OWLS HEAD, Maine — "Will no one rid me of this turbulent priest."
Henry II's frustrated plea to be rid of Thomas a Becket is surely mimicked these days with regard to Kim Jong Un and his whole turbulent regime. And not so much in Washington and Seoul — though surely in both capitals such deliverance is devoutly wished — as in Beijing where their unruly puppets in Pyongyang could, through miscalculation, set off an explosion that China has no interest in but for which it would certainly share much blame.
For half a century China has tolerated, and indeed supported, their North Korean ally's belligerent behavior, regarding them as a welcome buffer to the nearly 30,000 American soldiers stationed in South Korea for well over 50 years.
But a China that has long since emerged from the hardline days of Mao must now be increasingly worried that its poorly trained pet will bite the wrong leg once too often.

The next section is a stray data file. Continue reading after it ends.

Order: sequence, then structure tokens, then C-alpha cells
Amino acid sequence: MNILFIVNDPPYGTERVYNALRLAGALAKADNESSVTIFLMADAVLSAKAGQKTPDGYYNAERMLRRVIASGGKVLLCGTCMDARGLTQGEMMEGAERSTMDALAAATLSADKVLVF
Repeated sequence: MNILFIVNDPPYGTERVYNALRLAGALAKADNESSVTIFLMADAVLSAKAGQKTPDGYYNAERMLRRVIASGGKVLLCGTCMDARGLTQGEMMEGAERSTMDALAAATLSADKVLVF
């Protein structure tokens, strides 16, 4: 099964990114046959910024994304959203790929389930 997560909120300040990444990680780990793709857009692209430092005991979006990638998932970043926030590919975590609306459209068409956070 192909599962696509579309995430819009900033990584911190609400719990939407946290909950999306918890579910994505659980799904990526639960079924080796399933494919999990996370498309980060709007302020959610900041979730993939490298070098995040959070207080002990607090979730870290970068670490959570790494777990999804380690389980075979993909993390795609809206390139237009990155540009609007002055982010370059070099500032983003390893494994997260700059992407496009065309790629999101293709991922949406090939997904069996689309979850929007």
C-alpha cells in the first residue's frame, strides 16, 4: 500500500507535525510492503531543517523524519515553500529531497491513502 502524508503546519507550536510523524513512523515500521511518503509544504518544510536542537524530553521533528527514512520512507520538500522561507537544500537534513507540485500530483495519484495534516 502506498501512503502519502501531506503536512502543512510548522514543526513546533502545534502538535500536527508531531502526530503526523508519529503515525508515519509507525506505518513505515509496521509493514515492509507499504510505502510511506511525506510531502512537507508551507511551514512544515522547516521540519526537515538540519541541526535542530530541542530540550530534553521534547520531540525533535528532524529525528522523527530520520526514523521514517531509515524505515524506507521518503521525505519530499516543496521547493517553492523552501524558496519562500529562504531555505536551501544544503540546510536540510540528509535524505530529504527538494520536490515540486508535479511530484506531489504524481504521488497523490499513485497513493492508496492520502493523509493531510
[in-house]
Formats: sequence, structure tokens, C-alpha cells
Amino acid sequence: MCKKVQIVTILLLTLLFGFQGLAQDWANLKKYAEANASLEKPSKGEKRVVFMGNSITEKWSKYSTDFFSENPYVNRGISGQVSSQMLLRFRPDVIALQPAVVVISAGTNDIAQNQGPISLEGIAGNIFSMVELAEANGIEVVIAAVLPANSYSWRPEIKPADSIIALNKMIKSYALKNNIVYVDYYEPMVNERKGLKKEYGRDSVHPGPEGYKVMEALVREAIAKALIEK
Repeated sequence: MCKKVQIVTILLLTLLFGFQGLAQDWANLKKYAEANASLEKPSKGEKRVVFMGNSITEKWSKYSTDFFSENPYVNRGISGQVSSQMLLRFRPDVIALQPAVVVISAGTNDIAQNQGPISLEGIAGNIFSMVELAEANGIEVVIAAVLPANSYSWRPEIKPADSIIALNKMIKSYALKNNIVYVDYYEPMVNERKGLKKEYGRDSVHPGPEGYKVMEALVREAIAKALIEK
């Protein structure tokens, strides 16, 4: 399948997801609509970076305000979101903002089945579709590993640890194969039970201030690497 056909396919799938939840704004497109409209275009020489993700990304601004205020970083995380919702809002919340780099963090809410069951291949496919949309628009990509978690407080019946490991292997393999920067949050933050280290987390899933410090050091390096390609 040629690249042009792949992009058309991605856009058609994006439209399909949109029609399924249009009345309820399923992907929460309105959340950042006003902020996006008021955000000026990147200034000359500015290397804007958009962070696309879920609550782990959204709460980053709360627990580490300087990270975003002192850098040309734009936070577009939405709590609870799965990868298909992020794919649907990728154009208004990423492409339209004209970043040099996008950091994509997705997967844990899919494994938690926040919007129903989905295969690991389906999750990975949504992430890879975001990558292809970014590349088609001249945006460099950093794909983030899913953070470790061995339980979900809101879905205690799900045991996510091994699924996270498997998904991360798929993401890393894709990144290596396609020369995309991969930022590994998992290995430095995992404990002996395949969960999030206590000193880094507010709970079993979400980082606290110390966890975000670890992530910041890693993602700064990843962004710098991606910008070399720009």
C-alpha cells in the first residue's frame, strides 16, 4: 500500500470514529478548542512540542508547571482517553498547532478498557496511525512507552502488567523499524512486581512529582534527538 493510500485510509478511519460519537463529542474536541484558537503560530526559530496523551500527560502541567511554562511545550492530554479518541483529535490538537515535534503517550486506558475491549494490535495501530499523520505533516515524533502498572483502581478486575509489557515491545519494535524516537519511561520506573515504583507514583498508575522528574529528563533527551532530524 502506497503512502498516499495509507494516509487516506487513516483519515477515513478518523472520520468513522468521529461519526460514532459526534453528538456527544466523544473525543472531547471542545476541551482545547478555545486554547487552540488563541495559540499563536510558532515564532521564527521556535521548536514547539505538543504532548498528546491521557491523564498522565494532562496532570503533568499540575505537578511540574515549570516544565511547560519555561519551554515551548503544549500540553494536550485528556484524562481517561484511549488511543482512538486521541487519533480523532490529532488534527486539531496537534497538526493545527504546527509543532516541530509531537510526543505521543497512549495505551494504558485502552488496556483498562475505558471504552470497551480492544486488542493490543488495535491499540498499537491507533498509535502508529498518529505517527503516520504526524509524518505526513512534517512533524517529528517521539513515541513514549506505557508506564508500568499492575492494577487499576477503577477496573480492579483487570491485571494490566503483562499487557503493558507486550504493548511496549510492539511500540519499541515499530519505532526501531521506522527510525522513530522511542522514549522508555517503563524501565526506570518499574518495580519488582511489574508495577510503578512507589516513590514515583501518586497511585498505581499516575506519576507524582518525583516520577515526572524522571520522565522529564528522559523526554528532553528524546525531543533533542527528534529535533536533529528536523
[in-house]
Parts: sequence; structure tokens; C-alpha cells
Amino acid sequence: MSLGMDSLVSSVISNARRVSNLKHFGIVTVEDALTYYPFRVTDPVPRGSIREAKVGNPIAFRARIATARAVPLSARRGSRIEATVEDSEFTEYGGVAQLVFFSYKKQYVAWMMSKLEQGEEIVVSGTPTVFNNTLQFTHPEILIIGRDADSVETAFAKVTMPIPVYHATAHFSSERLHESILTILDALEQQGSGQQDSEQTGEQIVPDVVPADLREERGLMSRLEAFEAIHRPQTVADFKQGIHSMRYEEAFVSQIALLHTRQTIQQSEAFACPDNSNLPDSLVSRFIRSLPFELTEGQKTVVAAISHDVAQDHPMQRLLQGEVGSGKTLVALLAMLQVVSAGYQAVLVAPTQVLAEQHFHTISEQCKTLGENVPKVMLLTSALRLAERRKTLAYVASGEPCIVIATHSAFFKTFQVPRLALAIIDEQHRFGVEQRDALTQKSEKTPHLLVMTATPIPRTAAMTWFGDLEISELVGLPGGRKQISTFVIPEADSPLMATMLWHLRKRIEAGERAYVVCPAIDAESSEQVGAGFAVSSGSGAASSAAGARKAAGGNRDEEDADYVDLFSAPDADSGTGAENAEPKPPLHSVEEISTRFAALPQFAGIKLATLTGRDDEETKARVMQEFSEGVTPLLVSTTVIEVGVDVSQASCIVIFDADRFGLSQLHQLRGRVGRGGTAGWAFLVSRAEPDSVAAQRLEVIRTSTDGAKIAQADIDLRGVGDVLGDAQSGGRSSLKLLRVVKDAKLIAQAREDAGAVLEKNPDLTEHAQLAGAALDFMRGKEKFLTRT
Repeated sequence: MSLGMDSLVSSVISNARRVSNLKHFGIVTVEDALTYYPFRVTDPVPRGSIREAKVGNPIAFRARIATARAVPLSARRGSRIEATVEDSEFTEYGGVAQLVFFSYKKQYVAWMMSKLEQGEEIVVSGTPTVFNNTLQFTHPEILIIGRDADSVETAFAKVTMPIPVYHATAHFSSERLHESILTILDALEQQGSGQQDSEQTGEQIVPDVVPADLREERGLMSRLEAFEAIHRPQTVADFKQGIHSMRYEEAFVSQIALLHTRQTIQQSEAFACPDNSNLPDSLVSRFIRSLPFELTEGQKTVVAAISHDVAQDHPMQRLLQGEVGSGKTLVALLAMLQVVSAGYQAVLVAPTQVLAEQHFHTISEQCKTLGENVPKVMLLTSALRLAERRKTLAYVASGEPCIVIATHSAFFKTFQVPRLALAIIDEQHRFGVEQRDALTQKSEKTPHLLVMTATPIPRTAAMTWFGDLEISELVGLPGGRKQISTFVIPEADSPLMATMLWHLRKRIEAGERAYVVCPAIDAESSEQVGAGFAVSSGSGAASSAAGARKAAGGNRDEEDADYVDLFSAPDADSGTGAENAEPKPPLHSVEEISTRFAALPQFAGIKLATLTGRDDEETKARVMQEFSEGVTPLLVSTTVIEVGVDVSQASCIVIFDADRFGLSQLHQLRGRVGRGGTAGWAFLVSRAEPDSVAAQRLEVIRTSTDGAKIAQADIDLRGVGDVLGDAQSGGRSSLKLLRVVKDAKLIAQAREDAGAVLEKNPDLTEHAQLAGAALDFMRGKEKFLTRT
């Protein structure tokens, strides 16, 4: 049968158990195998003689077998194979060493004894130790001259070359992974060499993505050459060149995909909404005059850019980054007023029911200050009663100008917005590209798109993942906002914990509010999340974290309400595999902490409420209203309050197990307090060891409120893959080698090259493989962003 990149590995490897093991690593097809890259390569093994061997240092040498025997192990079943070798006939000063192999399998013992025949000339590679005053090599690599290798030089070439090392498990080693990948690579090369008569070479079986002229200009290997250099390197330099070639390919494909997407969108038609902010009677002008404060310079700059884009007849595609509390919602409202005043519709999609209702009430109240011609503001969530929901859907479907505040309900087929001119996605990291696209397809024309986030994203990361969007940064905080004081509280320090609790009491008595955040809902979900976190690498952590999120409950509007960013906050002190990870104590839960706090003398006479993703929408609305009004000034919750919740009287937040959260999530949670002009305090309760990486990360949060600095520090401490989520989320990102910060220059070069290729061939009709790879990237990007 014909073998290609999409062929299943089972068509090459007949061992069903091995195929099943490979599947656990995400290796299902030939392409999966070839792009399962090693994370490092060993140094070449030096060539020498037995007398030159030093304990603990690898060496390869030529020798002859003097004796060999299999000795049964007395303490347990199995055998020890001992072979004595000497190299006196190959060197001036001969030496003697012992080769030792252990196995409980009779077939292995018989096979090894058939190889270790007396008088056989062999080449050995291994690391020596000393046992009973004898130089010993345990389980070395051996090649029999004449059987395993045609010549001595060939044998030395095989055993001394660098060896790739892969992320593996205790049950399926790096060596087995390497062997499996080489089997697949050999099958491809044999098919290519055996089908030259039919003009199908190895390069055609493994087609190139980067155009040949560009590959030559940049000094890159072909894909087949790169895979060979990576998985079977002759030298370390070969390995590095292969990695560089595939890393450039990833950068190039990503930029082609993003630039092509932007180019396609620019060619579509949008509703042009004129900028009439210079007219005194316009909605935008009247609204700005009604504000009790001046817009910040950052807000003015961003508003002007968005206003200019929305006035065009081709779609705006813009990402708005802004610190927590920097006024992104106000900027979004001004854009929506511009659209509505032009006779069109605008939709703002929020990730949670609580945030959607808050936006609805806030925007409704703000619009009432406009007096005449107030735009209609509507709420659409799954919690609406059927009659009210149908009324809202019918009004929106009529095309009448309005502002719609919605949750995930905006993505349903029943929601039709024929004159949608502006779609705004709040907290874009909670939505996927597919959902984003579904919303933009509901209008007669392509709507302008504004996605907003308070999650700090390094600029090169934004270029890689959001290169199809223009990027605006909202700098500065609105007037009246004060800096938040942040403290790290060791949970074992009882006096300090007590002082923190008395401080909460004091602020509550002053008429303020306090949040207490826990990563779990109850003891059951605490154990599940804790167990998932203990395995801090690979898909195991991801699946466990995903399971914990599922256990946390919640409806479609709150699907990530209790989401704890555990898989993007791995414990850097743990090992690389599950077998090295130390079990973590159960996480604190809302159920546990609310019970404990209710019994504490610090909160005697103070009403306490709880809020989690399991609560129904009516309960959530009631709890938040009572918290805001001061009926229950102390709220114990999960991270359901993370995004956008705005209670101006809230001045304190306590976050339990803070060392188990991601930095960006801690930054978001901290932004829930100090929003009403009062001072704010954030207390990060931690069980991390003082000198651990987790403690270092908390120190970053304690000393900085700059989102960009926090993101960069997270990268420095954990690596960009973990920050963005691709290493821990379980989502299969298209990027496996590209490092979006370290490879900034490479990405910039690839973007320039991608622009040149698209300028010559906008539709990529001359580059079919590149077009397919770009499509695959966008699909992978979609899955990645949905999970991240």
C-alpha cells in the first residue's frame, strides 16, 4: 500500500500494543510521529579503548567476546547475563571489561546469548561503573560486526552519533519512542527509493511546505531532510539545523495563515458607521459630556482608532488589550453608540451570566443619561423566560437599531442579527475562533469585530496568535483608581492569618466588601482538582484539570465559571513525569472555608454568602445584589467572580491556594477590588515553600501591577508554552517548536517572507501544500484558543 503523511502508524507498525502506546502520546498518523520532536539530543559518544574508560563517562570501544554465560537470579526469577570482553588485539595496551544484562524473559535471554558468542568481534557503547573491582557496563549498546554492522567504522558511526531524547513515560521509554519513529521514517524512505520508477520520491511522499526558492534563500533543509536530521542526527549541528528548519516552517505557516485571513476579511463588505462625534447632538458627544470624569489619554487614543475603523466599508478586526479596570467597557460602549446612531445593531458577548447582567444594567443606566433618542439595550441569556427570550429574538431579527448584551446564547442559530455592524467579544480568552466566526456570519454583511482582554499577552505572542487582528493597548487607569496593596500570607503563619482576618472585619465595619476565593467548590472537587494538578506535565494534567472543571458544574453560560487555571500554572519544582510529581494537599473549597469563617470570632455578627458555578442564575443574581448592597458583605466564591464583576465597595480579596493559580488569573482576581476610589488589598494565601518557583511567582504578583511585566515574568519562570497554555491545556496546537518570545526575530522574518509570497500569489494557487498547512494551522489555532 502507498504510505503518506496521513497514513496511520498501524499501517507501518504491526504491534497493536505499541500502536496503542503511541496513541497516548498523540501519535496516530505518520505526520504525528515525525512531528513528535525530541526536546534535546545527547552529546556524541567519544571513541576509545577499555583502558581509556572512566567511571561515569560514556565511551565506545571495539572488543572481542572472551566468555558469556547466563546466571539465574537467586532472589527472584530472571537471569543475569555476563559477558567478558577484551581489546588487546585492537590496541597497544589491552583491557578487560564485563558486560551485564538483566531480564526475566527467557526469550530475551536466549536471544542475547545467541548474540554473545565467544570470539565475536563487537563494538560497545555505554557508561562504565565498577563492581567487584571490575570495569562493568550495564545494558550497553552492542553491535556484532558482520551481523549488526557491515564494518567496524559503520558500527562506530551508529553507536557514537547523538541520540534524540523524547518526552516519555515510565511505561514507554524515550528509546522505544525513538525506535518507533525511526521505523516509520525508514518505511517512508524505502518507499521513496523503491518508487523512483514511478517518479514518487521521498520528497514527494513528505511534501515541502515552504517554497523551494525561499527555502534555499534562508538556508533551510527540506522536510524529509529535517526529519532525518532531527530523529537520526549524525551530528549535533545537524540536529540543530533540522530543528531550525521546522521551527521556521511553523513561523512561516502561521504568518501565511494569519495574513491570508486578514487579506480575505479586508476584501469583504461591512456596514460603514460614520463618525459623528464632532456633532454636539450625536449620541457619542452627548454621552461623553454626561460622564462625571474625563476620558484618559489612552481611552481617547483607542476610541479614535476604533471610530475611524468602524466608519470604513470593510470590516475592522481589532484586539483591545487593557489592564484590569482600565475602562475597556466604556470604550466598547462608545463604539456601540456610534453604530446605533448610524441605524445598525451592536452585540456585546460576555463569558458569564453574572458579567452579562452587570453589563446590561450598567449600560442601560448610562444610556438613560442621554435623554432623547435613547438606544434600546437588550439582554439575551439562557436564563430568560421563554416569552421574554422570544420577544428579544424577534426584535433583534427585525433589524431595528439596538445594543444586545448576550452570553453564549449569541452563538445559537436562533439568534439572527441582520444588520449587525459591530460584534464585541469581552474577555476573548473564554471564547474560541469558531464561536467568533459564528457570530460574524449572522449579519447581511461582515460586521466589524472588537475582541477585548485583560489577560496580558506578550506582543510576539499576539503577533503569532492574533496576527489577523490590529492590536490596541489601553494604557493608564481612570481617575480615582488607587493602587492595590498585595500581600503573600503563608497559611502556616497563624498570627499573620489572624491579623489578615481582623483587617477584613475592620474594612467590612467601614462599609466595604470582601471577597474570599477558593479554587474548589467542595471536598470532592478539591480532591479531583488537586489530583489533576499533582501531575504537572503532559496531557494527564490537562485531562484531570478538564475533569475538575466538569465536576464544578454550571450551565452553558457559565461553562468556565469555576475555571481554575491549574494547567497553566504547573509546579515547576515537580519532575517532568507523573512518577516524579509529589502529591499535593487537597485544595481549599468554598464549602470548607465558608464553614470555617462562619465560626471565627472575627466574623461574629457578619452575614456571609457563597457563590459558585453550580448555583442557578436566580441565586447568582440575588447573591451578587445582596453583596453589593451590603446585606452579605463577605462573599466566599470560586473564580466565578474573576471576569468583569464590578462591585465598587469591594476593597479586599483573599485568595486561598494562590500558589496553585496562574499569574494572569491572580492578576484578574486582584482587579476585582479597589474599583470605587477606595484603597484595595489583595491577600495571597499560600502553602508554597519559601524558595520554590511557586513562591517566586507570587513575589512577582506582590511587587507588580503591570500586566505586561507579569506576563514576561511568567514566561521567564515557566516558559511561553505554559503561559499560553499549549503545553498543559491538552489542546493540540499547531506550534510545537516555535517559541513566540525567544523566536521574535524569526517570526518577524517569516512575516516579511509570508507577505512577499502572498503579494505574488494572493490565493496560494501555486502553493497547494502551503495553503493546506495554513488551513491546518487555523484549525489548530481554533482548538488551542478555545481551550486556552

Western analysts continue to suggest that Chinese reluctance to reign in its irrational neighbor reflects Chinese fear that overt pressure, were it to lead to North Korea's collapse, would have two disastrous consequences: in the short run, millions of starving North Koreans would flee across the Chinese border bringing economic and political instability to China. And, longer term, as the peninsula is re-united under Seoul, American troops would end up stationed along China's border.